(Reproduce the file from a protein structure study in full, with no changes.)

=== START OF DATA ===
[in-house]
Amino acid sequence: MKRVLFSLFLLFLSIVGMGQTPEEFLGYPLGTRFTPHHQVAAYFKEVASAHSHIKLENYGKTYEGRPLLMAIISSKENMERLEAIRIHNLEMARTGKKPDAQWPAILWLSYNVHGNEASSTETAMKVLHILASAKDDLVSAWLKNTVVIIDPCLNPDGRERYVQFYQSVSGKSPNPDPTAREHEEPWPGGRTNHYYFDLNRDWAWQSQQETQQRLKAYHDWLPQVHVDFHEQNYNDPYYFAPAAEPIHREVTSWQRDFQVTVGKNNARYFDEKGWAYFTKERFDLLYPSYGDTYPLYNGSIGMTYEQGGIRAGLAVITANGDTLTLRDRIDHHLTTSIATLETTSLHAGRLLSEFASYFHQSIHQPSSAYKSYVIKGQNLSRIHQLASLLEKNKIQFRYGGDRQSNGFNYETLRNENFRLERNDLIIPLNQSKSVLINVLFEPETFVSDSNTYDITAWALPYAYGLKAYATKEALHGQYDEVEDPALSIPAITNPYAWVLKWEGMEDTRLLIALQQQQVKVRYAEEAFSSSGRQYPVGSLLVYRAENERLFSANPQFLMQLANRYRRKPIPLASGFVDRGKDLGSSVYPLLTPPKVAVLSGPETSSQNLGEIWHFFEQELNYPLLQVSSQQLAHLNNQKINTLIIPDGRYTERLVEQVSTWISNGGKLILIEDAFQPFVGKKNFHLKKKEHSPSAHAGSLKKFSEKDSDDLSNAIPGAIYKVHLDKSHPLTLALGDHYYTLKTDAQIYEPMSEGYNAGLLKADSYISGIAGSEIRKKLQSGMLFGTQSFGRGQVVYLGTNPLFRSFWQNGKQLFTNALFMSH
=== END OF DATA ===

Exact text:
[in-house]
Amino acid sequence: MKRVLFSLFLLFLSIVGMGQTPEEFLGYPLGTRFTPHHQVAAYFKEVASAHSHIKLENYGKTYEGRPLLMAIISSKENMERLEAIRIHNLEMARTGKKPDAQWPAILWLSYNVHGNEASSTETAMKVLHILASAKDDLVSAWLKNTVVIIDPCLNPDGRERYVQFYQSVSGKSPNPDPTAREHEEPWPGGRTNHYYFDLNRDWAWQSQQETQQRLKAYHDWLPQVHVDFHEQNYNDPYYFAPAAEPIHREVTSWQRDFQVTVGKNNARYFDEKGWAYFTKERFDLLYPSYGDTYPLYNGSIGMTYEQGGIRAGLAVITANGDTLTLRDRIDHHLTTSIATLETTSLHAGRLLSEFASYFHQSIHQPSSAYKSYVIKGQNLSRIHQLASLLEKNKIQFRYGGDRQSNGFNYETLRNENFRLERNDLIIPLNQSKSVLINVLFEPETFVSDSNTYDITAWALPYAYGLKAYATKEALHGQYDEVEDPALSIPAITNPYAWVLKWEGMEDTRLLIALQQQQVKVRYAEEAFSSSGRQYPVGSLLVYRAENERLFSANPQFLMQLANRYRRKPIPLASGFVDRGKDLGSSVYPLLTPPKVAVLSGPETSSQNLGEIWHFFEQELNYPLLQVSSQQLAHLNNQKINTLIIPDGRYTERLVEQVSTWISNGGKLILIEDAFQPFVGKKNFHLKKKEHSPSAHAGSLKKFSEKDSDDLSNAIPGAIYKVHLDKSHPLTLALGDHYYTLKTDAQIYEPMSEGYNAGLLKADSYISGIAGSEIRKKLQSGMLFGTQSFGRGQVVYLGTNPLFRSFWQNGKQLFTNALFMSH